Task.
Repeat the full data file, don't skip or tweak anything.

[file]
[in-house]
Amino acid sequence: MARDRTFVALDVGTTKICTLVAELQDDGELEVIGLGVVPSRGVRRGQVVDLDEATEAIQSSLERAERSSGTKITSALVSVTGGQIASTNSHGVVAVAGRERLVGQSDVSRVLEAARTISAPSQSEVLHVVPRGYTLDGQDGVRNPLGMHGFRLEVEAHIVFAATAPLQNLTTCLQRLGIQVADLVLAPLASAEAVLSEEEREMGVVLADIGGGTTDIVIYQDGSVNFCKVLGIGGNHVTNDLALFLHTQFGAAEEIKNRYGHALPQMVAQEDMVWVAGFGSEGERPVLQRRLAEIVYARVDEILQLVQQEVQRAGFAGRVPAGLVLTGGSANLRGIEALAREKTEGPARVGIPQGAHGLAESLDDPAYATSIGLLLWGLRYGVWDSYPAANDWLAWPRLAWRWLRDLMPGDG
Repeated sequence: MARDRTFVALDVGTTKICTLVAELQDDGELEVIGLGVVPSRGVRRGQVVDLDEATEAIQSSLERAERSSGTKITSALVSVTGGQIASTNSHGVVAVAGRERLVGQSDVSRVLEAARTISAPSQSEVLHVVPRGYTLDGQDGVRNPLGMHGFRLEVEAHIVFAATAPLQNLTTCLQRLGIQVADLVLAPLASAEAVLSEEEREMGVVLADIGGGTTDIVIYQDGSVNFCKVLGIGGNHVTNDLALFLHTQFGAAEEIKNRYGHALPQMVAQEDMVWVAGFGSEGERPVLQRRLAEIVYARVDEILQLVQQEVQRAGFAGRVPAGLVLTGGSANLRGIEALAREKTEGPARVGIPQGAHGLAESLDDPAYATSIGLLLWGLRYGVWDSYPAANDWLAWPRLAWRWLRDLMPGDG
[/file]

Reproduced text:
[in-house]
Amino acid sequence: MARDRTFVALDVGTTKICTLVAELQDDGELEVIGLGVVPSRGVRRGQVVDLDEATEAIQSSLERAERSSGTKITSALVSVTGGQIASTNSHGVVAVAGRERLVGQSDVSRVLEAARTISAPSQSEVLHVVPRGYTLDGQDGVRNPLGMHGFRLEVEAHIVFAATAPLQNLTTCLQRLGIQVADLVLAPLASAEAVLSEEEREMGVVLADIGGGTTDIVIYQDGSVNFCKVLGIGGNHVTNDLALFLHTQFGAAEEIKNRYGHALPQMVAQEDMVWVAGFGSEGERPVLQRRLAEIVYARVDEILQLVQQEVQRAGFAGRVPAGLVLTGGSANLRGIEALAREKTEGPARVGIPQGAHGLAESLDDPAYATSIGLLLWGLRYGVWDSYPAANDWLAWPRLAWRWLRDLMPGDG
Repeated sequence: MARDRTFVALDVGTTKICTLVAELQDDGELEVIGLGVVPSRGVRRGQVVDLDEATEAIQSSLERAERSSGTKITSALVSVTGGQIASTNSHGVVAVAGRERLVGQSDVSRVLEAARTISAPSQSEVLHVVPRGYTLDGQDGVRNPLGMHGFRLEVEAHIVFAATAPLQNLTTCLQRLGIQVADLVLAPLASAEAVLSEEEREMGVVLADIGGGTTDIVIYQDGSVNFCKVLGIGGNHVTNDLALFLHTQFGAAEEIKNRYGHALPQMVAQEDMVWVAGFGSEGERPVLQRRLAEIVYARVDEILQLVQQEVQRAGFAGRVPAGLVLTGGSANLRGIEALAREKTEGPARVGIPQGAHGLAESLDDPAYATSIGLLLWGLRYGVWDSYPAANDWLAWPRLAWRWLRDLMPGDG